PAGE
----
Wind River unveiled its latest offering, the Wind River Studio Linux Security Scanning Service. This service, designed specifically for embedded Linux development, offers high-quality scanning capabilities to detect and identify Common Vulnerabilities and Exposures (CVEs) and is currently accessible to users free of charge.
The new service goes beyond detection and also provides information on the availability of remediation solutions for each CVE, including relevant fixes and patches offered by Wind River.
With this new service, Wind River aims to support organizations in enhancing the security of their Linux-based systems while catering to the unique requirements of embedded Linux development.
“In a highly connected and complex computing landscape where security exploitations are becoming more prevalent, the effective and proactive monitoring and management of CVEs is a top priority. In the rush to add new features, get to market faster, and achieve platform stability, CVEs often go inadequately addressed in the maintenance lifecycle,” said Amit Ronen, chief customer officer of Wind River. “Leveraging our many years of Linux experience and expertise, Studio Linux Security Scanning Service helps developers quickly identify high-risk vulnerabilities, prioritize remediation efforts, and enhance the security of their Linux-based devices and systems.”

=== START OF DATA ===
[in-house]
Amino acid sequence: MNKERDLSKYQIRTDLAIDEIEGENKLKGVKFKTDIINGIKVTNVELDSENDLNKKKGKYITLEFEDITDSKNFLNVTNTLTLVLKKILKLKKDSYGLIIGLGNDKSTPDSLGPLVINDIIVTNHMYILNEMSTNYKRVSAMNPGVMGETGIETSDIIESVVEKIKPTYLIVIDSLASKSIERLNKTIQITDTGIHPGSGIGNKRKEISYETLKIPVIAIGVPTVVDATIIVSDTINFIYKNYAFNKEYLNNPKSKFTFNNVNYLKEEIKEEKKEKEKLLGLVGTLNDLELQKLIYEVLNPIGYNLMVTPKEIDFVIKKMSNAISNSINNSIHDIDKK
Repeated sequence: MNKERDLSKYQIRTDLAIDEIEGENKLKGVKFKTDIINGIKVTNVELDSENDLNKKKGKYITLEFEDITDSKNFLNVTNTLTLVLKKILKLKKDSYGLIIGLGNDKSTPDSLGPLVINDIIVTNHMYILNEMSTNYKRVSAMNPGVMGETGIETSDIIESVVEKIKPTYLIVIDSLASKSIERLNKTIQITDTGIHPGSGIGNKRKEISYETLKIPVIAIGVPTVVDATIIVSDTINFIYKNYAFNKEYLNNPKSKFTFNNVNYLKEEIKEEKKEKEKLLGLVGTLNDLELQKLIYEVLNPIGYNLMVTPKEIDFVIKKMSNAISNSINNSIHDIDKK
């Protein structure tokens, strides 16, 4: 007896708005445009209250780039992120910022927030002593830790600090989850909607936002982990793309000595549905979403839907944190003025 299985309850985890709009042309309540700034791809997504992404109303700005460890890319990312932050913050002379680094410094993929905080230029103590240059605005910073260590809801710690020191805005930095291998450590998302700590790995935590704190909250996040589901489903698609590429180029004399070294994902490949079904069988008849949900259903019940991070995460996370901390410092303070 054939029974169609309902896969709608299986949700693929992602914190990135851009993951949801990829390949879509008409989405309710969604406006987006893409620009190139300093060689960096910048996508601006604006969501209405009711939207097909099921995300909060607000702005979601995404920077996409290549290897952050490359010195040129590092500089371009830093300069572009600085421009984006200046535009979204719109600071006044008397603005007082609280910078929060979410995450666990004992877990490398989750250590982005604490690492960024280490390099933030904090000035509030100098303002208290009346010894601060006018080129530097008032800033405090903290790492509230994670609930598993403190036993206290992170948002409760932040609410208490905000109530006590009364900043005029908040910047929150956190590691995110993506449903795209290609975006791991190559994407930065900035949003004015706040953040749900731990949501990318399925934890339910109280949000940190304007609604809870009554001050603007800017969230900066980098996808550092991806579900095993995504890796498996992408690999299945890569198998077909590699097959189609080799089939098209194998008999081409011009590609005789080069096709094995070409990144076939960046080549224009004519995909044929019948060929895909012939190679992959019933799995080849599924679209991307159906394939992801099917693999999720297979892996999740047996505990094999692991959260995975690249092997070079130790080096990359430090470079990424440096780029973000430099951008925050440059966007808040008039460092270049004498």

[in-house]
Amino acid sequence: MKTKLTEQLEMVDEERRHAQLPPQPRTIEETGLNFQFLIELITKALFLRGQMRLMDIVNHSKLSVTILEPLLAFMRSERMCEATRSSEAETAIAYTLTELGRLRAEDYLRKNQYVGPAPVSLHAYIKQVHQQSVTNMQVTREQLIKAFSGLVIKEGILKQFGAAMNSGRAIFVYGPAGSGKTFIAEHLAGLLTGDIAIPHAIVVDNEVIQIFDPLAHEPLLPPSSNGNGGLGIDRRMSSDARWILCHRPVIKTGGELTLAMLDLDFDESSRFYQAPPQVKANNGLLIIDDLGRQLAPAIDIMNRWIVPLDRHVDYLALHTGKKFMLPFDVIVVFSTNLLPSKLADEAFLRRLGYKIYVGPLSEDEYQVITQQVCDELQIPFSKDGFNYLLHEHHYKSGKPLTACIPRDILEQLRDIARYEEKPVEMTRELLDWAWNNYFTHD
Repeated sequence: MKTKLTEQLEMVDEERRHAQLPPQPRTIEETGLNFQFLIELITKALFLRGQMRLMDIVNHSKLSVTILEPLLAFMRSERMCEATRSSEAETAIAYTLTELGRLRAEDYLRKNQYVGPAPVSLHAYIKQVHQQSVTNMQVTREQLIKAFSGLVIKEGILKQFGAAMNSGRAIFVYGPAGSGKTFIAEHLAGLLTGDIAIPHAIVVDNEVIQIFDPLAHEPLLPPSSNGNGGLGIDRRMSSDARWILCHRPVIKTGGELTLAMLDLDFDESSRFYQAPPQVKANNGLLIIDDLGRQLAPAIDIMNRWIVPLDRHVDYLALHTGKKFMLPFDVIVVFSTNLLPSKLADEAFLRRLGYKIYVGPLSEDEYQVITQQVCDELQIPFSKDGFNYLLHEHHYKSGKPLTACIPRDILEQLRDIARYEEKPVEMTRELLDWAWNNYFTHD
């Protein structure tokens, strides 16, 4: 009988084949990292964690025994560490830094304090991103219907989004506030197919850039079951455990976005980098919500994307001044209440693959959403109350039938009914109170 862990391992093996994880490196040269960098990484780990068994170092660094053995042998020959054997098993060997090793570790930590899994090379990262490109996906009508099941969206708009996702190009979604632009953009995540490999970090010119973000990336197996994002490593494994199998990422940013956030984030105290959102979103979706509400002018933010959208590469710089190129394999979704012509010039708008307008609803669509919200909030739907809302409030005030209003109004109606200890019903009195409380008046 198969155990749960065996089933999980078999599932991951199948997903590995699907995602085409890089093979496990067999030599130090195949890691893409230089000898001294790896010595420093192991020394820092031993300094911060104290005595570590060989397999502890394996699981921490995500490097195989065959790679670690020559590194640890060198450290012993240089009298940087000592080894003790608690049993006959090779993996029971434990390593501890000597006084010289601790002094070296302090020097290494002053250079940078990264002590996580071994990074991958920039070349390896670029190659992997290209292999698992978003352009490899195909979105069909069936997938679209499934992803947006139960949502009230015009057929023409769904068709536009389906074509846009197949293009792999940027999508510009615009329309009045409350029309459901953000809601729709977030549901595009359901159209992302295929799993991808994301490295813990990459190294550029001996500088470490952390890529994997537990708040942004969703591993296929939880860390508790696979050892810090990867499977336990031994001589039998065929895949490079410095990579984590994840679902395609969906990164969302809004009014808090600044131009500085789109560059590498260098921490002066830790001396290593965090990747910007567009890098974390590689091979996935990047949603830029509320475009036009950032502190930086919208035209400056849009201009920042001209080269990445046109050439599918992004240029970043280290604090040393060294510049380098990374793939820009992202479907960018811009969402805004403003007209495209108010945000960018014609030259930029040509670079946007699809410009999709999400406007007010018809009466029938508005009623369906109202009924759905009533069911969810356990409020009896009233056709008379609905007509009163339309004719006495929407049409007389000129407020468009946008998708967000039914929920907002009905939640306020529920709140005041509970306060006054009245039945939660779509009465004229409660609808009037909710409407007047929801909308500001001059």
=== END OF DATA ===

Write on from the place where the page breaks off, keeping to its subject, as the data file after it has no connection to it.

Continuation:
The Wind River Studio Linux Security Scanning Service operates by analyzing SBOMs or manifests provided by developers. It examines various layers of the platform, such as the kernel, user space, libraries, and system components. By comparing this information against a comprehensive knowledge base, the scanner accurately identifies critical vulnerabilities.
Additionally, the scanner can display the licenses used in the platform’s packages, aiding in artifact generation and compliance requirements. The identified vulnerabilities are then ranked based on the Common Vulnerability Scoring System (CVSS v3). The service relies on a knowledge base built from a curated collection of data sources, including the Yocto Project, NIST, and Wind River’s own CVE database.